Gas furnace versus Heat Pump: Choosing the Right System for Bay Area Homes
When it comes to selecting an HVAC system, Bay Area homeowners have several key factors to consider overall indoor comfort, the total life cycle cost of the system, and the environmental impact of gas versus electric options. Homeowners may prioritize one or more of these factors. In recent years, the growing concern over global warming has prompted a shift towards electrification, making heat pump installations more appealing. However, it’s important to understand the unique considerations of the Bay Area and the diverse climate and the electric and gas rates within California.
The case for heat Pump and electrification:
The link between global warming and greenhouse gas emissions has prompted cities like Berkeley and San Jose to mandate all electric in new construction. Heat pumps system offer and all electric alternative to natural gas. Heat pumps are versatile systems that can provide both heating and cooling. They operated by absorbing heat from outside air and transferring it inside for heating, or absorbing heat from inside air and transferring it outside for cooling. There are various types of heat pumps systems including air to air, water source, and geothermal. In most residential settings air to air is commonly used. They are available in different configurations, such as single stage ducted, two stage ducted, inverter driven ducted, ductless system, combination ducted and ductless systems, and heat pump water heaters and dryers. Heat pumps are considered highly efficient when compared to resistance type heating. Heat Pump System can be all electric or Dual Fuel Hybrid heating. In all electric configurations, there is no carbon dioxide, a greenhouse gas, emitted at the source. For those whose primary concern is the environment, heat pumps systems if practical would be the best choice.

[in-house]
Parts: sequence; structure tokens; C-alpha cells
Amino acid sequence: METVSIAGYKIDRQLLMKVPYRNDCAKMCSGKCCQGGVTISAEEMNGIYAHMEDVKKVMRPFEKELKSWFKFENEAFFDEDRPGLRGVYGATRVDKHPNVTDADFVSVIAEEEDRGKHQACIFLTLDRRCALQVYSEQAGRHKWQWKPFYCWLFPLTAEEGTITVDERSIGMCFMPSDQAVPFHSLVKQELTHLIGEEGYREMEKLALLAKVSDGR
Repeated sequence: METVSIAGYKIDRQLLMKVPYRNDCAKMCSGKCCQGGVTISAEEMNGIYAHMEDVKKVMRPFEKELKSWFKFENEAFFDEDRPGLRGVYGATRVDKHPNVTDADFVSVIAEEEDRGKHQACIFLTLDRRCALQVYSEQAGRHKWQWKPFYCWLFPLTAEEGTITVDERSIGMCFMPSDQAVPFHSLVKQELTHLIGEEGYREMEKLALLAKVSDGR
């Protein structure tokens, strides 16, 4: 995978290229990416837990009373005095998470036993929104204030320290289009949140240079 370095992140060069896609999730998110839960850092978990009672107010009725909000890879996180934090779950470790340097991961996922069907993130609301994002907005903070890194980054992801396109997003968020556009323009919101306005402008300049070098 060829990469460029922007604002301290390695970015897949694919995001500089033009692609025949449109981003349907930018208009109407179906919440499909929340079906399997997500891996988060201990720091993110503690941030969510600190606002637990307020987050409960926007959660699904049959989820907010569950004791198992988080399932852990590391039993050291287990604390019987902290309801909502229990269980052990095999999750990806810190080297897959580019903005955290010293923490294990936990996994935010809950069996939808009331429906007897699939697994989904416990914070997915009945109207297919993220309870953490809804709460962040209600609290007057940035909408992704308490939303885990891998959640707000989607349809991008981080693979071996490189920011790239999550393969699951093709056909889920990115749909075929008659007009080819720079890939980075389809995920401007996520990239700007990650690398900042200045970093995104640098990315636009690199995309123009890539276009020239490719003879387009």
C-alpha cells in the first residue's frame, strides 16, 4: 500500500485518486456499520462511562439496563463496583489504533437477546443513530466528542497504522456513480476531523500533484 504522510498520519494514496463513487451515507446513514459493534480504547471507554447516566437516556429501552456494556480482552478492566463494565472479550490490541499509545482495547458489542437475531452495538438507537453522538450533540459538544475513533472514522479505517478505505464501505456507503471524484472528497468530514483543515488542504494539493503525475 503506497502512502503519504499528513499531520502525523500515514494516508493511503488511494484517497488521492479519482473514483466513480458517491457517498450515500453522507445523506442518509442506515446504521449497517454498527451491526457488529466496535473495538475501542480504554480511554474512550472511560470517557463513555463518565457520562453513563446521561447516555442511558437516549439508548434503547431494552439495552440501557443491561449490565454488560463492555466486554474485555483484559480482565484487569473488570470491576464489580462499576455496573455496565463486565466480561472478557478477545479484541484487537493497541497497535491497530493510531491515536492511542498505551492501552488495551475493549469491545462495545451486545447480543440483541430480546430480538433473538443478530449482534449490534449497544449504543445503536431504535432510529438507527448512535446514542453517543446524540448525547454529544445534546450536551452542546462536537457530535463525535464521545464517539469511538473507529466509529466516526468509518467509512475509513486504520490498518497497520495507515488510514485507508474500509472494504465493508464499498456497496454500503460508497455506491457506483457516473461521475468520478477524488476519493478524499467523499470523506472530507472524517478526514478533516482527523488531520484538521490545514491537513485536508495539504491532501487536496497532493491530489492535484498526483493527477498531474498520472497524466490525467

The downside of Heat Pumps:
While all electricity makes sense for newly designed buildings with integrated solar components, insulation, and efficient appliances, retrofitting existing homes poses challenges. Initial cost and maintenance are higher for heat pumps system compared to gas. There is a higher airflow to heat ratio for heat pumps which can result in a draftier feeling during the warmup period. Most heat pump systems’ efficiency drops off with temperatures below 45 degrees. There is less when you need it most. Most installations require duct systems and electric upgrades. There are additional components with heat pump, the outdoor unit. The outdoor unit makes some noise that is measurable. Sound levels need to be considered for placement of these units. Some homes have no great or place at all to install the outdoor components and some owners will simply not be able to afford heat pumps yet.
California’s electric system: